What to Look For


As common as it is for personal trainers to come in different shapes, sizes, and ages, it is equally common for them to have very different experiential, academic, and certification backgrounds. Finding a good fit will not only help you feel more comfortable, but will also set you up for success. Taking the time to research a personal trainer who will provide a safe and effective program is as important as taking the time to research a new car that will provide you with the safest and smoothest ride.

Believe it or not, due to lack of national regulations, there are personal trainers working without any academic degree or certification at all. Would you hire a lawyer that never went to law school or a doctor who didn't pass his boards? Chances are, you answered no, but if you didn't, call me -- I have a bridge to sell you!

There are numerous personal trainer certifications available for individuals who wish to enter the field. Some are better than others -- much better. Not only do you want to hire a trainer who is certified, but also one certified by an accredited organization. Currently, there are fewer than 20 certifications available that have been accredited by either the National Commission for Certifying Agencies (NCCA) or the Distance Education Training Council (DETC), both third party accreditors.

Certification Types


Examples of popular accredited personal trainer certifications include (partial list):

• Aerobics and Fitness Association of America (AFAA)
• American College of Sports Medicine (ACSM)
• American Council on Exercise (ACE)
• International Sports Sciences Association (ISSA)
• National Academy or Sports Medicine (NASM)
• National Strength and Conditioning Association (NSCA)

Earning an accredited certification requires the personal trainer to show proof of a current CPR/AED certification. Like most credentialed professionals, in order to stay certified, the trainer must complete ongoing, pre-approved continuing education courses, and show proof of completion to maintain their certification. Chances are if they were certified back when leotards, leggings, and sweatbands were en vogue, industry standards have changed. Make sure the trainer has been doing their continuing education and that their certifications are current.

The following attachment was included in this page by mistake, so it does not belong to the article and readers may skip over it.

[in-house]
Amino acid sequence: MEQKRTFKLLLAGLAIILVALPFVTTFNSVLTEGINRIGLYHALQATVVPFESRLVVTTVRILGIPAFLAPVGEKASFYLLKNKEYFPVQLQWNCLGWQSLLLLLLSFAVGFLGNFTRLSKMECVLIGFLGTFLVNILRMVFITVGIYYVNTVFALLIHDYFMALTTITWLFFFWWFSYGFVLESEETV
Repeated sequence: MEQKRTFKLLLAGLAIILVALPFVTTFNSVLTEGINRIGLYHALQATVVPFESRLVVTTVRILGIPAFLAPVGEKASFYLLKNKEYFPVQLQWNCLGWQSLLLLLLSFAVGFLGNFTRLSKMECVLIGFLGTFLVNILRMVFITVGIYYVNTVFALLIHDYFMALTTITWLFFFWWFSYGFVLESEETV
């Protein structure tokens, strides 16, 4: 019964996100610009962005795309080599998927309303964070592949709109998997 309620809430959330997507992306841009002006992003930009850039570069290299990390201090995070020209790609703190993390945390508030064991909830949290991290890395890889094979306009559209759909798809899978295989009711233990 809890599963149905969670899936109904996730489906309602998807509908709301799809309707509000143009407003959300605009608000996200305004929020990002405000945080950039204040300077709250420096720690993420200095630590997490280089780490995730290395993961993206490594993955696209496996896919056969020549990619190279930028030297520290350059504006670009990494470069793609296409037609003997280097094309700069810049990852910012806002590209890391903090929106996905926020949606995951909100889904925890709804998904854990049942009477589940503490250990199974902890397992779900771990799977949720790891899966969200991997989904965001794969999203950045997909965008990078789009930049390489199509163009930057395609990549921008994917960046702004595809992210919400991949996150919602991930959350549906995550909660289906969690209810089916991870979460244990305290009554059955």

Is a Degree Required?


Although not required, it is even better if your personal trainer holds a degree in a health sciences field such as exercise science. As part of their studies, most students will have completed coursework in human anatomy and physiology, kinesiology and often times exercise testing, prescription and programming, etc.

Though experience can sometimes equate to knowledge, research has shown that it doesn't necessarily hold true in the weight room. According to a 2002 study published by the Journal of Strength and Conditioning Research, years of experience were not predictive of personal trainer knowledge. In fact, the study recommended that personal trainers have a degree in exercise science along with a certification. To sum it up: Be on the lookout for brains before brawn.

Where to Start


You're ready to do it. You're going to hire a personal trainer and make all of your health and fitness goals a reality! Maybe the only personal trainer you know is Jillian Michaels. I could be wrong, but chances are she's not currently taking on new clients due to her busy schedule. So now what? Here are three ways to begin:

Referrals -- One of the most common ways to find a trainer is by asking friends if they are happy with theirs. Having a referral from someone you trust is an excellent way to get real perspective on what a session will be like.

Online Search -- Looking at different personal trainers' websites and online reviews can help you narrow the search.

Your Local Gym -- Next time you are at the gym, take a look at some of the personal trainers on the floor. Take note of who looks like they are interacting with their clients the way you would want to be attended to.